College Preparation is Rooted in Teaching Important Research Skills
Students that successfully transition from high school to college must be taught the importance and value of reading, as well as having the ability to write effectively
For graduating seniors, going to college is all about reading and writing. Unless students entering freshman classes have the skills to read assigned books and write papers and essays, they will falter and find the first year in college to be extremely difficult.
This student well-grounded in writing skills as an easy essay writer with taught disciplines regarding required readings will jump to the head of the class and emerge with the highest GPAs. Reading and writing skills are essential to college success.
The process must begin in high school. Both reading and writing must be an integral part of the high school educational objective.
This involves the assigning of “summer reading,” supplemental classroom novels or non-fiction books, and writing across the curriculum.
The newly created “writing” element of the reformed SAT hardly does justice to the poor writing skills of incoming freshmen.
Educational concepts like “reading comprehension” have all but evaporated as educators sense a losing battle in which students either refuse to read assigned books, hoping to “wing” the assessment, or students use online sources like “Spark Notes” to obtain key insights into the readings.
Although Cliff Notes were the bane of teachers before the internet (nobody ever knew who wrote them), new online websites take all of the fun out of reading by providing every aspect of any assigned book. Little wonder many students stridently boast that they never actually read a book in high school.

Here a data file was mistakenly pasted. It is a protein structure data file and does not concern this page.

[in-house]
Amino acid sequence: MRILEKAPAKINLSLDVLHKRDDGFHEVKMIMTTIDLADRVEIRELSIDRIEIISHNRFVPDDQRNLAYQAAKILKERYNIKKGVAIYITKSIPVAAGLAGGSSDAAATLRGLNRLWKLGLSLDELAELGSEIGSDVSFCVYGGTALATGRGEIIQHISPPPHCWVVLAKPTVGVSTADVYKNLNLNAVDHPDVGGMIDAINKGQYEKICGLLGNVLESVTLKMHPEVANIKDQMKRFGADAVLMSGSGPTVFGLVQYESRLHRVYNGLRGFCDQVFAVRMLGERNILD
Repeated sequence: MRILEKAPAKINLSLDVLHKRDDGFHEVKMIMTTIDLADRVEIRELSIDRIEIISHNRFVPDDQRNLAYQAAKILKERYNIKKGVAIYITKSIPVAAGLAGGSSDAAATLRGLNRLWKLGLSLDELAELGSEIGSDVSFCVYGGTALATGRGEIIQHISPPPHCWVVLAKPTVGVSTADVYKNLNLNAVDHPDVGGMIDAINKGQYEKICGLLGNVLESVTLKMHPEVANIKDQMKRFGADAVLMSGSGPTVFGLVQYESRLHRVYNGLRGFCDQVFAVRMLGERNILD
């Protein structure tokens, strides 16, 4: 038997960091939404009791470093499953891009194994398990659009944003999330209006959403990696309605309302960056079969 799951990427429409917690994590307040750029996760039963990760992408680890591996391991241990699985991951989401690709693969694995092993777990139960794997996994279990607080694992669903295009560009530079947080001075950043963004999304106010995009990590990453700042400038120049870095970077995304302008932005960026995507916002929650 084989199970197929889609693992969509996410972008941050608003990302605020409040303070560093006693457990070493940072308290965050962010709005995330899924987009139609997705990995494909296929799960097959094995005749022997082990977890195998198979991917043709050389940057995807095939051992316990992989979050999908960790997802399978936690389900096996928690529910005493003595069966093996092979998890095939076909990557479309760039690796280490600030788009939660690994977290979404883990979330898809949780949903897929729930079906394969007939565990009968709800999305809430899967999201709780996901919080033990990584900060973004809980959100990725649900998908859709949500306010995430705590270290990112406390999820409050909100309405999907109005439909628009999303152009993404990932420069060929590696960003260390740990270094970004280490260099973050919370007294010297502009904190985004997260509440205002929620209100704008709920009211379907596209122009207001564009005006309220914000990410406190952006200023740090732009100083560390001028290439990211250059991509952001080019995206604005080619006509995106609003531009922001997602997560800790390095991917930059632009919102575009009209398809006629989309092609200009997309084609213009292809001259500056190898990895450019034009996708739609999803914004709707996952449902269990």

Perhaps the best way to ensure that students read the assigned books is to follow several possible assessment concepts:
- Objective, daily quizzes on the chapters assigned
- Class discussion of key concepts, plot, and resolution
- Written notes (handwritten) on assigned chapters or sections
- Have students prepare discussion questions
Along with reading accountability, students must be trained on how to write good papers and essays. Breaking down the paper writing can involve
- Developing a thesis
- Isolating sub-themes that support the thesis
- Paragraph-outlining the paper (once the research is completed)
- Detailing internal documentation (usually on 3×5 cards)
- Crafting a preliminary bibliography
Additionally, students must be taught proper sourcing formats. This can include MLA (favored by English departments), APA (used in Psychology and Education in college research), or Chicago (formerly Turabian style, the traditional format in History).
Should students know the nuances of all three styles? If the goal is college preparation, then all three styles should be taught in the high school or just to pay for an essay, ideally in classes that conform to the different methods (Psychology – APA).
Perhaps the most important lesson students can learn is to proofread their final drafts. Most students write the paper in one sitting. There are no first drafts.
Once completed, the papers are turned in, too often replete with misspellings, sentence fragments, paragraphing problems, and internal documentation errors.
Although some students transitioning to college may never write a paper or essay during their first year, most will.
Having the skills to accomplish these requirements will give students a distinct advantage over their peers as well as impress professors that are accustomed to students who simply cannot write papers.
Teaching students how to read and how to write maybe the two most important academic goals for students considering higher education.
High schools that neglect these vital areas of preparation do a tremendous disservice to graduating students and may need to reassess curriculum goals to develop effective reading and writing programs.
This effort must be cross-curricular and every department and faculty member must be solidly “on board” with the goals.